Emily Brandt: I love this book so much, Montana. I’m curious about the first time you made a concrete poem in the shape of a gun, and I’m curious about whether these poems were written in lines and then transformed into guns, or written in the gun shape.
Montana Ray: A lot of the language is sourced, so in the first poem I wrote for the book, the lines just cohered together in the shape of the gun. I’ve said this elsewhere, but the first poem I wrote in that shape is the first poem in the book. I’d received a text from my babysitter that said, “I might be late. A gun war is on.” Or a slightly less poetic version of that sentence. And I walked out to do my laundry with Ami; and some guy on the street was like, “You can touch it,” and then when I came home—I used to live in front of a tattoo parlor, I still live in the same place but the tattoo parlor has moved, and it’s now a fancy restaurant—one of the tattoo guys there, who I had a little crush on, he’d just gotten a new tattoo on his leg that was Billy the Kid’s gun. I was like, “Do you like guns?” And he said, “I like Billy the Kid.” So basically half of the language in the poem is sourced from one day’s interactions. I was also thinking about art, how you see guns on necklaces and on bags. The appropriation of that shape is done by designers of all sorts, and I wanted to do that for poetry.
After what felt like forever, spring is finally here. It’s time for clearing out the old and invigorating your life with new love, or whatever. You might oust that bum-out of a boo, or energize those lazy evenings spent couch-bound with your love, or kindle some sparking Tinder flames. While it’s the perfect time of year to delve into a little self-love and spring romance, it’s also a good time to remember that love, like most else, is political. If your love doesn’t make you feel strong and solid and inspired to make this world a more amazing, just place, well then your love ain’t no love of mine. Since so many folks wrote to tell me they loved jamming to my Winter Blues Mix, here’s a reprise you can turn up to inspire what you want in love. Then go make it manifest, whether it’s a letting go, or a receiving, or an offering to your community. And since love means many different things on many different days to many different folks, these feminist songs take a peek at love from different angles. Continue reading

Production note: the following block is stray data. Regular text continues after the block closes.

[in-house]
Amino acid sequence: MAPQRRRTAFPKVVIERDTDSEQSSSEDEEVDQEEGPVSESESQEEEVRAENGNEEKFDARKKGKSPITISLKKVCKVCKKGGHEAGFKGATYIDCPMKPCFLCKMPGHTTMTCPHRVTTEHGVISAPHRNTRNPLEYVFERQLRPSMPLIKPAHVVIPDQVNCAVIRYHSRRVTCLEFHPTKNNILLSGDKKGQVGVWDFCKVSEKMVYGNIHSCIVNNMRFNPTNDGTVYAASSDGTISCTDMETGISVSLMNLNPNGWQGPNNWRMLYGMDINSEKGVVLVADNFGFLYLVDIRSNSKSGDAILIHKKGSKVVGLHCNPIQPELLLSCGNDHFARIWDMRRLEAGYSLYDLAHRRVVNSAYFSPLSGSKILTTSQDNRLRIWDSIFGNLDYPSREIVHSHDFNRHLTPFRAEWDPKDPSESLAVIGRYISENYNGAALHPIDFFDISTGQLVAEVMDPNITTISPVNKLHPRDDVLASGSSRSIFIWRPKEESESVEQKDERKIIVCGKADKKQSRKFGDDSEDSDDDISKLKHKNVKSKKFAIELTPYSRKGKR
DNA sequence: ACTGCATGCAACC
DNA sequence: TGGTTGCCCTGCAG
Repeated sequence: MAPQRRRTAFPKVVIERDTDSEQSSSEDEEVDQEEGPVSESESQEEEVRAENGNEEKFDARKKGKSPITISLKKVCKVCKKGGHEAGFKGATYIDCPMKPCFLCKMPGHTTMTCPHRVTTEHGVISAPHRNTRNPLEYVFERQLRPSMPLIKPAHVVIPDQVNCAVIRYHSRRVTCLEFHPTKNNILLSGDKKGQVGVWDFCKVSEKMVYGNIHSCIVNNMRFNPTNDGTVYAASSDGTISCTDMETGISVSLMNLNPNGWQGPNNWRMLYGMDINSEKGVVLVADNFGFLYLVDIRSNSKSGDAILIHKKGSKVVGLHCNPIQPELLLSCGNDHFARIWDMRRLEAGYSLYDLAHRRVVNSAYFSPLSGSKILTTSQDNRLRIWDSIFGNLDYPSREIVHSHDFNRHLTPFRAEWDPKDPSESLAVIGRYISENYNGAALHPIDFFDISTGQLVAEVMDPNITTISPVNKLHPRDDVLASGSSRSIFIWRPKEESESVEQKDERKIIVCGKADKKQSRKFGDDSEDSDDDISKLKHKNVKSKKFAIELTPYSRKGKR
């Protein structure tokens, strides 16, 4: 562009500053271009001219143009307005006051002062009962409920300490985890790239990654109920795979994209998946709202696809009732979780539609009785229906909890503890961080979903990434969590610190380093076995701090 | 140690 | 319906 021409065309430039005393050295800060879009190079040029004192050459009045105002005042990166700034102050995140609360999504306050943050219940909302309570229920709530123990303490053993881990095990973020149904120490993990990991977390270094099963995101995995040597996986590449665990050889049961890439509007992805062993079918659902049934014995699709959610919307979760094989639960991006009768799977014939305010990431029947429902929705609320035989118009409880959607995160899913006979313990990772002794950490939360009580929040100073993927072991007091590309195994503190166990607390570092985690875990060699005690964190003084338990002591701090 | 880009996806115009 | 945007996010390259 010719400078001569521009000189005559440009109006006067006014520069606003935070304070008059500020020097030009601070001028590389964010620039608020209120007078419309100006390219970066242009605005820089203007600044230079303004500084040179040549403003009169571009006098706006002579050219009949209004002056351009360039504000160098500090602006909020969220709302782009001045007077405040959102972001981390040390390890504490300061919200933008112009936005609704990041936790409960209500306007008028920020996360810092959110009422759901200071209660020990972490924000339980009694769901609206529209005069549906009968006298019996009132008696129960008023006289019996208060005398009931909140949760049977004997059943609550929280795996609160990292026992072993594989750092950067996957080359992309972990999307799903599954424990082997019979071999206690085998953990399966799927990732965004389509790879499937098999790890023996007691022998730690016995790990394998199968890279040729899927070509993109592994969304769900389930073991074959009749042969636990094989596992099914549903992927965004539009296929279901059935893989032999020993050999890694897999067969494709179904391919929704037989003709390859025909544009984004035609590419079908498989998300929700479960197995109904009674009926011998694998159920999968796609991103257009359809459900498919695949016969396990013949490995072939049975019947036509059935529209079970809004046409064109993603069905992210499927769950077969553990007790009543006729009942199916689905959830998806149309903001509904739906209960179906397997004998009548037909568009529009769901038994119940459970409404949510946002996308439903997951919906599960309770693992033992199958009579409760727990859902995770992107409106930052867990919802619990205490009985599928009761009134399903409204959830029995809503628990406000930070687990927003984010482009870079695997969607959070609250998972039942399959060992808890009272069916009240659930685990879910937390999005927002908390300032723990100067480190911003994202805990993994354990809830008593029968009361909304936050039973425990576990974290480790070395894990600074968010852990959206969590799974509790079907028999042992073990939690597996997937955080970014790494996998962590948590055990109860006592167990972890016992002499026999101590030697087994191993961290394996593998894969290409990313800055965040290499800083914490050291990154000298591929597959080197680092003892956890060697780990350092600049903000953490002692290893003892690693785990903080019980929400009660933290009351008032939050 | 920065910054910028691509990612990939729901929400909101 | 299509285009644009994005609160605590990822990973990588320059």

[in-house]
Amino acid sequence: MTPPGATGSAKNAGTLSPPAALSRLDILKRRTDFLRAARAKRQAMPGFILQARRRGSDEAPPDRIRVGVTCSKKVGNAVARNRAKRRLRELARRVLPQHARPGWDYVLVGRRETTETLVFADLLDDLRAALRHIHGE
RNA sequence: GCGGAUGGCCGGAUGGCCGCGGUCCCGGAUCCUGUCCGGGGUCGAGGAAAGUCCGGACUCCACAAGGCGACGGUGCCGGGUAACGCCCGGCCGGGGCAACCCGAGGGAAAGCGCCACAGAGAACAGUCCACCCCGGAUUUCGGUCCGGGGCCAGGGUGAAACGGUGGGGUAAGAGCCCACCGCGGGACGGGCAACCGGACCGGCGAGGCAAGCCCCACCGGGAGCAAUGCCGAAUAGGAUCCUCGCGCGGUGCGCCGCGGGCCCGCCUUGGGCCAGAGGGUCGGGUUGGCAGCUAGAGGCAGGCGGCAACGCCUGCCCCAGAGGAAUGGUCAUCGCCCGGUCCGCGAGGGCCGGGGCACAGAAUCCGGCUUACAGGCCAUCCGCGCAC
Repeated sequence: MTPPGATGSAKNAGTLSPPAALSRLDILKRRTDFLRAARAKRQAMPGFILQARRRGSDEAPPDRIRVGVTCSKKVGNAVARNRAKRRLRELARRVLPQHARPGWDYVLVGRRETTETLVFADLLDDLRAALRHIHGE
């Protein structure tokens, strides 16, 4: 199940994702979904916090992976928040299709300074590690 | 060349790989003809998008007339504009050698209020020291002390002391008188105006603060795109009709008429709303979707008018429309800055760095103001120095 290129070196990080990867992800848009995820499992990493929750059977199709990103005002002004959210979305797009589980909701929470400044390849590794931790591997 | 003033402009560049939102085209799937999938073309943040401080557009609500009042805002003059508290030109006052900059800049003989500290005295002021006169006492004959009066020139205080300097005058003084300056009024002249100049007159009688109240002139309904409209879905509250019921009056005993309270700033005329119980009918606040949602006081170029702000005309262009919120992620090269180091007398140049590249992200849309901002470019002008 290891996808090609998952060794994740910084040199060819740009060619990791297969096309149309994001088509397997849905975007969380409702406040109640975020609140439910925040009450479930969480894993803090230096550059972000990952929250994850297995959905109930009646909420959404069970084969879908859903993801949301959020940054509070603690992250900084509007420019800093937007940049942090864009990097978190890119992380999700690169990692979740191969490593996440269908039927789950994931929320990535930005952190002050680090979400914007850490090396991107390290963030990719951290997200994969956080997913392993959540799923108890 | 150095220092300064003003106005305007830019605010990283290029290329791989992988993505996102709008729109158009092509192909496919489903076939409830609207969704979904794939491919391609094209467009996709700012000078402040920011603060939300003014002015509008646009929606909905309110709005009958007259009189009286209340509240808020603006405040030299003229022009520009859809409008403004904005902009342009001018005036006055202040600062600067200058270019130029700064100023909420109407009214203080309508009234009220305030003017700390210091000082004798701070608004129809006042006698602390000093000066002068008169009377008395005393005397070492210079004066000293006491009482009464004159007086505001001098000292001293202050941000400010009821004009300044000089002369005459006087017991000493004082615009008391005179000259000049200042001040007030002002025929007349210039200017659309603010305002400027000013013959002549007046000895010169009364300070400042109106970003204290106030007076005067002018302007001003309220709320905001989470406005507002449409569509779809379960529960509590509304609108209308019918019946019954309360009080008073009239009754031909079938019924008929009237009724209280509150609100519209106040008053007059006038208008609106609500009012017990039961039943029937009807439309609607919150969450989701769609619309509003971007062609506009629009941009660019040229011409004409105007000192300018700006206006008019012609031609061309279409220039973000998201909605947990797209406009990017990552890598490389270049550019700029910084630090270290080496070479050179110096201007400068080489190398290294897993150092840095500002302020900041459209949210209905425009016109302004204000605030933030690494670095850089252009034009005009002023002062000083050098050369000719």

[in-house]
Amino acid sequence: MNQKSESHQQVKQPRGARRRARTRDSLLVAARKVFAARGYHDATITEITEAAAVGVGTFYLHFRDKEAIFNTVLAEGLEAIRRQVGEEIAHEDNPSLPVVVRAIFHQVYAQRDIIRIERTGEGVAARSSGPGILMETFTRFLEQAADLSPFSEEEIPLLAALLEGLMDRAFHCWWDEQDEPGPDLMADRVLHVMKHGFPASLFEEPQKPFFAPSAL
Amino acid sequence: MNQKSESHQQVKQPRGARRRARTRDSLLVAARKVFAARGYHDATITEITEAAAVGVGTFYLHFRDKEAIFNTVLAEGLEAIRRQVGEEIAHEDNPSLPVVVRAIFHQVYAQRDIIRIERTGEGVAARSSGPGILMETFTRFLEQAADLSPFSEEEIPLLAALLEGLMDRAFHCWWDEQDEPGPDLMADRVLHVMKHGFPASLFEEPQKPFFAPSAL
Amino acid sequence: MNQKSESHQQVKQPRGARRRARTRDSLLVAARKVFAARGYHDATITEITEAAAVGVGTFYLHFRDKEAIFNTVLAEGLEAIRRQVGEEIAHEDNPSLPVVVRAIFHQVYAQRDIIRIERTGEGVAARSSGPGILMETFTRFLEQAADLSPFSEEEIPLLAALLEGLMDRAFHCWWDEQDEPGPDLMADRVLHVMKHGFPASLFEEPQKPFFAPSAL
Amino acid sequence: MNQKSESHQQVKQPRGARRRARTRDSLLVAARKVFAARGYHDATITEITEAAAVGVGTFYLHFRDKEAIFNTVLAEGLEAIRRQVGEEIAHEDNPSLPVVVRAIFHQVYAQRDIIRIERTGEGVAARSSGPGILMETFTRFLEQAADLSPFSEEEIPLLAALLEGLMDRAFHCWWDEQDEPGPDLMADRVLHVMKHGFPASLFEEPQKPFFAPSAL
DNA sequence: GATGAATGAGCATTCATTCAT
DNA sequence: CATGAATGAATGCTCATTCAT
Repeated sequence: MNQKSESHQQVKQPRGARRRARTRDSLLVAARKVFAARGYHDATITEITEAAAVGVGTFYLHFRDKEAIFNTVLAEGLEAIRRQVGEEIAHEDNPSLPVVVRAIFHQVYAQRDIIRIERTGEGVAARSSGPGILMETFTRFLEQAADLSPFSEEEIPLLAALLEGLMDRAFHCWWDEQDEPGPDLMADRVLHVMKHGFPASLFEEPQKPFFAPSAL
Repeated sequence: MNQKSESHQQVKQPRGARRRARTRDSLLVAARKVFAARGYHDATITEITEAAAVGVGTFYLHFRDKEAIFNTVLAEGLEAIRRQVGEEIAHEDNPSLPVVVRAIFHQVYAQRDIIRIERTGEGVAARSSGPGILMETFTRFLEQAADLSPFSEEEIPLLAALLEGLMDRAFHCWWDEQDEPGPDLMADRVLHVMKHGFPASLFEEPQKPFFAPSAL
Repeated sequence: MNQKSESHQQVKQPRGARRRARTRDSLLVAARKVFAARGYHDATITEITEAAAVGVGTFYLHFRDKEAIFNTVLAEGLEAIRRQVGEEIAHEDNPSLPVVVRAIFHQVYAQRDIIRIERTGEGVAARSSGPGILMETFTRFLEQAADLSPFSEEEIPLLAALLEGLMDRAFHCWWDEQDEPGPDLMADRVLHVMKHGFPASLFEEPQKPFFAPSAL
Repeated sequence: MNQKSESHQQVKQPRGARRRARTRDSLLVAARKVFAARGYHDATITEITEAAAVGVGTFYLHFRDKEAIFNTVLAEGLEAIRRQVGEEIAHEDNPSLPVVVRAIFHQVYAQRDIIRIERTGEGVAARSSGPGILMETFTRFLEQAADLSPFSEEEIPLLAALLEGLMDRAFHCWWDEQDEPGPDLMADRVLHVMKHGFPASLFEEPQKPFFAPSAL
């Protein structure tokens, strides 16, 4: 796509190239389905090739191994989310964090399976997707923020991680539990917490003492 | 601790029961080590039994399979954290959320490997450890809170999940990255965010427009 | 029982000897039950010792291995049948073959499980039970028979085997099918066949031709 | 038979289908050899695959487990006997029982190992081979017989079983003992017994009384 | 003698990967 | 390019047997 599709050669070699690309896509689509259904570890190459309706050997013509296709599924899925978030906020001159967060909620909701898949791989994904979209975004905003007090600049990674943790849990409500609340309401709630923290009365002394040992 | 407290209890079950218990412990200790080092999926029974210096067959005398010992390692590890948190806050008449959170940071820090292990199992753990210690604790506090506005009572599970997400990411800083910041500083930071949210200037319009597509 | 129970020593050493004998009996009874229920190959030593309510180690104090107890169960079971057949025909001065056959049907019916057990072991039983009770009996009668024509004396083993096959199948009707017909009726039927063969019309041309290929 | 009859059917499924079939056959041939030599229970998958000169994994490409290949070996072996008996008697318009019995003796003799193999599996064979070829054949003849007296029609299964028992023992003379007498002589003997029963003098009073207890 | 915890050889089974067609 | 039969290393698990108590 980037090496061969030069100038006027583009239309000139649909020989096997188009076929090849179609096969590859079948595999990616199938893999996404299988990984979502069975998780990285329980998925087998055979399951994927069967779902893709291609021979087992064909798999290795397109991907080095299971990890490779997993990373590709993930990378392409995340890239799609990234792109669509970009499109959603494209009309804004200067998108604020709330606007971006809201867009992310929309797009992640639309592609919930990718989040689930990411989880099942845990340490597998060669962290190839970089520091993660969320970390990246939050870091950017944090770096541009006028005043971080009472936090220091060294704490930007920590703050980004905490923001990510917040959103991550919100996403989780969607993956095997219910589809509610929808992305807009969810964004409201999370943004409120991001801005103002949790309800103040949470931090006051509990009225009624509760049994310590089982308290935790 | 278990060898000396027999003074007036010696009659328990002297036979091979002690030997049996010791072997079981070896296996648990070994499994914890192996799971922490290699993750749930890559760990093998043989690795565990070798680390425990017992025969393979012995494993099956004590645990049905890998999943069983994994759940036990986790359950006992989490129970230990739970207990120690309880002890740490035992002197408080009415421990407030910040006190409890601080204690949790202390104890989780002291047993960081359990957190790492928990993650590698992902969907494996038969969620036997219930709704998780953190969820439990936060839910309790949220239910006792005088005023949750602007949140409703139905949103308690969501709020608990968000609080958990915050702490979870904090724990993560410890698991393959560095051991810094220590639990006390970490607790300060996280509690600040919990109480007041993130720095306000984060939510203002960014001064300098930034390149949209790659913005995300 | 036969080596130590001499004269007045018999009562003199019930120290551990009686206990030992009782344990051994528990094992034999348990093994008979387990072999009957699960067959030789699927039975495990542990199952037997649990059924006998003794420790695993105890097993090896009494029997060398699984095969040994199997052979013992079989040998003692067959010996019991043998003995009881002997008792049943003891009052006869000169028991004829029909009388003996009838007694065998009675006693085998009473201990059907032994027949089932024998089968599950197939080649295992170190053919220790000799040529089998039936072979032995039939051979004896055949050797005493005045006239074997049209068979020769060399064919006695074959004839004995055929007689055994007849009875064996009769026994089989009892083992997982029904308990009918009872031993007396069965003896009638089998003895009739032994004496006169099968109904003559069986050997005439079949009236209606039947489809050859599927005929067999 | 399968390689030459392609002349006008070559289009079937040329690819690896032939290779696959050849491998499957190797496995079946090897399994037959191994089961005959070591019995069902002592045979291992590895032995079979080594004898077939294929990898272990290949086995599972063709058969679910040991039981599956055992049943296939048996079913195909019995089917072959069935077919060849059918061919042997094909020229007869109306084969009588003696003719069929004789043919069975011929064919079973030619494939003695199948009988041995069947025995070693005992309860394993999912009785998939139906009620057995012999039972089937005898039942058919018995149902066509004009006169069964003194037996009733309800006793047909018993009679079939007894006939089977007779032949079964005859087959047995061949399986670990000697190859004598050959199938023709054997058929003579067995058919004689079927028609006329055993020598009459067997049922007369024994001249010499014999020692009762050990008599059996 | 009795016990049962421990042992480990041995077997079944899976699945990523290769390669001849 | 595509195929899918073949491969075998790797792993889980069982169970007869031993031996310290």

I’ve been diagnosed, at various times in my life, with Generalized Anxiety Disorder, Panic Disorder, and Post-Traumatic Stress Disorder (PTSD). Sometimes, and with some people, it’s nothing to wear these labels. Many other women I love have a similar diagnosis, as do some guy friends. Women are twice as likely to have (or rather, to be diagnosed with) an anxiety disorder than men. As Americans, we live in an anxiety culture. Work is demanding, home is demanding, looks are demanding, social life is demanding. As women, we live in an anxiety culture within an anxiety culture. We are simultaneously marginalized and the targets of insanely high expectations.
At age 13 I made a general life rule to stay away from trashy girl magazines, and instead subscribed to Ms. during my school’s annual magazine drive. As a result, I feel lucky to be relatively non-anxious about fat or wrinkles. My general lack of TV-watching also helps me to be less afraid of germs and terrorists than others. I admit Jaws ruined swimming for me, and after Psycho I showered in fear for a decade. I also admit that TV, movies, and other media born of our white supremacist patriarchal culture affects the ways I think about race and gender. I’m not immune. TV, even in small doses, does work its magic on me. I once saw a reality disaster show that involved a teenager getting buried alive in a school bathroom after an earthquake, or maybe it was a tornado. No, it was a tornado. Definitely. The image of him in child’s pose for thirteen hours under thirty feet of rubble is seared into my PTSD-addled brain. I am terrified of being so stuck, of no escape. I’ve been there before. Continue reading
Mixtapes got me through high school. Now, they’re getting me through this brutally cold Brooklyn winter. The cassette’s been making a comeback. I even just overhead some teenagers talking about how they wanted cassette players so they could make mixtapes. Because they heard that’s cool. If I see those kids again, I’ll tell them to grab that thrift shop cassette player and push record on these feminist tracks to help get them through the cold winter days and long winter nights.